With illustrations, demonstrations, and a good bit of Pattersonian drama tossed in, NCR sales-training instructors coached salespeople on the very modern concept of thinking in terms of the prospect's needs, rather than in terms of the product. These training sessions were really classes in the art of communication, understanding the prospects, and making sure that they understood the sales message.

This was a hot topic with Patterson. He was often quoted as saying that fully one half of all lost sales could be attributed to the salesman's failure to communicate. The erring sales rep might fail to clarify a point, talk indistinctly, make confusing claims, or in some way fail to relay his own mental picture to the prospect.

Patterson rectified the problem of poor communication by teaching salespeople to listen to prospects. They were taught to modify set sales presentations depending on the type of customer and sales resistance shown. Patterson even hired elocutionists to teach sales agents to speak like masters of the stage.

A firm believer in "teaching through the eye" using charts, graphs, drawings, or any other visual aid to get a point across to his sales force, Patterson told salespeople to use the same technique with prospects. Salespeople were schooled in how to illustrate a presentation on a scratch pad while talking about cash registers. Later, outline charts were printed on the pads, which salespeople would complete as they developed their presentations.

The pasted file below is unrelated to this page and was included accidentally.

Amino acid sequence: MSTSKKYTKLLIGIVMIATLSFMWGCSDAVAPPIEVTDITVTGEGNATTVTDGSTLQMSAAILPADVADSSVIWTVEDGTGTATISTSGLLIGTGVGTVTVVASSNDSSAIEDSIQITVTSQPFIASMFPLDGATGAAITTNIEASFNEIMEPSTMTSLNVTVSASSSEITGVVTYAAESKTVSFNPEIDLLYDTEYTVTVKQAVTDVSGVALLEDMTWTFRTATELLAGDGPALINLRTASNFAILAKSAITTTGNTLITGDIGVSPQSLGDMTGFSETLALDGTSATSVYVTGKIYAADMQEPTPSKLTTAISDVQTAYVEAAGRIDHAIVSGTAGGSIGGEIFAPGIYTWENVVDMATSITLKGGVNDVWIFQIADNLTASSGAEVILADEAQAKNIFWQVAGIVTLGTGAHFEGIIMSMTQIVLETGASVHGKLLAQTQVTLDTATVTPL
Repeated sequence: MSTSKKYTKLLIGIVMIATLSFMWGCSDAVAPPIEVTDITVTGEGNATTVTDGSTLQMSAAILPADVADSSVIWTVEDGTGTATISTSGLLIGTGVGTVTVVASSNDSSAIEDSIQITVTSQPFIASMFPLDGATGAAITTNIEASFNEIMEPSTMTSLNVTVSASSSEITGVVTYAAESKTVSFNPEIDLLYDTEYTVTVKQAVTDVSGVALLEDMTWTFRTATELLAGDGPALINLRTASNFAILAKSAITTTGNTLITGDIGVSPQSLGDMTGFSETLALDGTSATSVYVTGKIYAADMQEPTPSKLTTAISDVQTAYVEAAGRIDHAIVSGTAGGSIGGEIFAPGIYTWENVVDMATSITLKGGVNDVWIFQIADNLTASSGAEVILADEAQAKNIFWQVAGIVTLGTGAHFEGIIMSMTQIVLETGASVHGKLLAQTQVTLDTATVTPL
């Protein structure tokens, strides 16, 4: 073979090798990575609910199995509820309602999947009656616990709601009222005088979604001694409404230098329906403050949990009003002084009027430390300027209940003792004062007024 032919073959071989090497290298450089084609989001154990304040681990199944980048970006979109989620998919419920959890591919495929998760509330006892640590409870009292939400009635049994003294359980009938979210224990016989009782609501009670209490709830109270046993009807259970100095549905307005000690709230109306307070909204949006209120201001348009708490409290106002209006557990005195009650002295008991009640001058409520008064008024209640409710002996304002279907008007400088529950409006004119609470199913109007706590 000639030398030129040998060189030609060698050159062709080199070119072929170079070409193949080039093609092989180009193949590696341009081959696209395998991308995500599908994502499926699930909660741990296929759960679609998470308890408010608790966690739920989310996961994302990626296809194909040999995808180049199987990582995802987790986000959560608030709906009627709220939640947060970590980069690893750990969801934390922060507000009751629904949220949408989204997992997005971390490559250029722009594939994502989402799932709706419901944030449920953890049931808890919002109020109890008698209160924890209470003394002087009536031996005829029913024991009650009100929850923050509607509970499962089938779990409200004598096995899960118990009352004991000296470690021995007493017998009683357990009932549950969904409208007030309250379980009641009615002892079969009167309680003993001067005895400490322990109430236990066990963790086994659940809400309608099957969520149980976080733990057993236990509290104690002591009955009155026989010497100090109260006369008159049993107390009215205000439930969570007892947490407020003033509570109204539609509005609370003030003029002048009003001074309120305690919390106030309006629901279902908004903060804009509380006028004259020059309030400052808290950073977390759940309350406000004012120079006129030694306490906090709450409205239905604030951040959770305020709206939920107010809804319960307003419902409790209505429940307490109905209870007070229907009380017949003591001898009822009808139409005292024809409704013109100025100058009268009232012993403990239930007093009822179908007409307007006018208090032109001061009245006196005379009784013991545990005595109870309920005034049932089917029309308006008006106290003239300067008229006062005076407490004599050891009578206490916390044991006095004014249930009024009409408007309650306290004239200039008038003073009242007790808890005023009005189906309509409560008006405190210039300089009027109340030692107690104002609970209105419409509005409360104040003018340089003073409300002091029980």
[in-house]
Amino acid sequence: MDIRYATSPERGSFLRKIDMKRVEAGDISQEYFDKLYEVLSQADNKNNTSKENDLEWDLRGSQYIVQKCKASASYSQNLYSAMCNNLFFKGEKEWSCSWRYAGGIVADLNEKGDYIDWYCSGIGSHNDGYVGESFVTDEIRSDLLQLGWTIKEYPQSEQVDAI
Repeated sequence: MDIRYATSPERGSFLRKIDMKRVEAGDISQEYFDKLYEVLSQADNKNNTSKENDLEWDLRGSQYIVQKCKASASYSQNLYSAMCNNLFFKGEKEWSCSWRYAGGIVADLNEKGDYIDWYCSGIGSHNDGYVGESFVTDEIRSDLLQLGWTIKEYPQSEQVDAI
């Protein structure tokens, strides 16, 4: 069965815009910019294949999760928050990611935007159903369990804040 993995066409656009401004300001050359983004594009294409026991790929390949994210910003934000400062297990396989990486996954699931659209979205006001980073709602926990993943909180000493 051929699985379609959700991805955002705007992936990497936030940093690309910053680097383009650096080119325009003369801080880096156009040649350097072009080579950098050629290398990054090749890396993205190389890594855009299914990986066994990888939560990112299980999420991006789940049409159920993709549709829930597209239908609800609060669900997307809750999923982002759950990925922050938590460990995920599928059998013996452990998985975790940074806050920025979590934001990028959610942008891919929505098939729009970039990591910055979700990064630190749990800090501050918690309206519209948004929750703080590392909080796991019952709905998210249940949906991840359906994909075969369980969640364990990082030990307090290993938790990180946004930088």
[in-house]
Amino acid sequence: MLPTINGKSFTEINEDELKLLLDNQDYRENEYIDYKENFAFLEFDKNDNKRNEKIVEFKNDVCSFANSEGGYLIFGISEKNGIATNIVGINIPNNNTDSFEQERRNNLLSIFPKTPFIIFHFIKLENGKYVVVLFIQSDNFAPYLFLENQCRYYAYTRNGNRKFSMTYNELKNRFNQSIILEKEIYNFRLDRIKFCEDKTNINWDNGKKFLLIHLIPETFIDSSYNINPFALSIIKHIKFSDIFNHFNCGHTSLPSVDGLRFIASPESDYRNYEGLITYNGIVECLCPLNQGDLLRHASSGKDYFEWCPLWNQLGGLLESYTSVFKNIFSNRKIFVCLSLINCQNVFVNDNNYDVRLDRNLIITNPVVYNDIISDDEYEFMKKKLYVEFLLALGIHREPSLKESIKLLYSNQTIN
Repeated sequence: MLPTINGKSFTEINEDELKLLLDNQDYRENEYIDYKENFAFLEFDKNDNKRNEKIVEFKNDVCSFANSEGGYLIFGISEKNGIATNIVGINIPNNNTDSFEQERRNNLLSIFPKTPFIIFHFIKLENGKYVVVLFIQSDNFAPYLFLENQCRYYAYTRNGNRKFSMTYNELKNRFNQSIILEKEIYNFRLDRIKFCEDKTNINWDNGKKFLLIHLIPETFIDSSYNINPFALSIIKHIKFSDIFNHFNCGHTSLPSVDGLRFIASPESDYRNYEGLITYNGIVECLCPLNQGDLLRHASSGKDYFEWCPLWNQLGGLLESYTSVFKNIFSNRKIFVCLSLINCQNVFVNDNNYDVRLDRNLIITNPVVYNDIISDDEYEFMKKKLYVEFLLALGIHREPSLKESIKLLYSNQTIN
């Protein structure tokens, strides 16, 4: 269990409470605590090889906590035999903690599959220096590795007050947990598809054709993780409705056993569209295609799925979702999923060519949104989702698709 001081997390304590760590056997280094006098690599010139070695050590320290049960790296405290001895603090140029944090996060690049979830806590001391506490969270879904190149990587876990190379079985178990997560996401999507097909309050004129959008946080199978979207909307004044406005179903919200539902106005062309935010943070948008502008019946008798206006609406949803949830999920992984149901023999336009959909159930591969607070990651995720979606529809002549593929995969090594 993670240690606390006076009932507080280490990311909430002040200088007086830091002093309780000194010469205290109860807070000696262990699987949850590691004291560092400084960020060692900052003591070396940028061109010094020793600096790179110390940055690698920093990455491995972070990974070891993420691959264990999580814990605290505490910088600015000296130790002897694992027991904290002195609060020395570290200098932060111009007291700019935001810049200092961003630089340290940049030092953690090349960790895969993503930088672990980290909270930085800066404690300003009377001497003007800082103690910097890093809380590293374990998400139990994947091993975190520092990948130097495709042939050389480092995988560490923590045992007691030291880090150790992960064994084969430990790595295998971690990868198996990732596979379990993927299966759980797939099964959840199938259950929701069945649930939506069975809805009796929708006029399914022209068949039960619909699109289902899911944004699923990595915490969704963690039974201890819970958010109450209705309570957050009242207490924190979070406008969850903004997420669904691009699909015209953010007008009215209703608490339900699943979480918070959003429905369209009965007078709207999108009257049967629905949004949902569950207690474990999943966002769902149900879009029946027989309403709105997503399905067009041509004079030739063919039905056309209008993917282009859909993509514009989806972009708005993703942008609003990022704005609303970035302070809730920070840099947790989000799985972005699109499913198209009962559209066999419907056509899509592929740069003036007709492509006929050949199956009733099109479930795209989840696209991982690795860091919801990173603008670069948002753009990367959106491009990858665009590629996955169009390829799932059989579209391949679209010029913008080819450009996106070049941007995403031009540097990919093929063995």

The salespeople turned out by the NCR training school were a well-honed lot. Estimates made at the time show that this training was directly responsible for doubling business in the first year.

See Part III tomorrow!

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Harvey Mackay Suggests You Use Your Head to Get Your Foot in the Door

Mackay1_1In 1988, he trained you to navigate shark-infested waters in the runaway best-seller Swim with the Sharks without Being Eaten Alive: Outsell, Outmanage, Outmotivate, and Outnegotiate Your Competition.

Mackay2_1 In 1990, he warned you about the naked man who tried to sell you his shirt: Beware the Naked Man Who Offers You His Shirt: Do What You Love, Love What You Do, and Deliver More Than You Promise.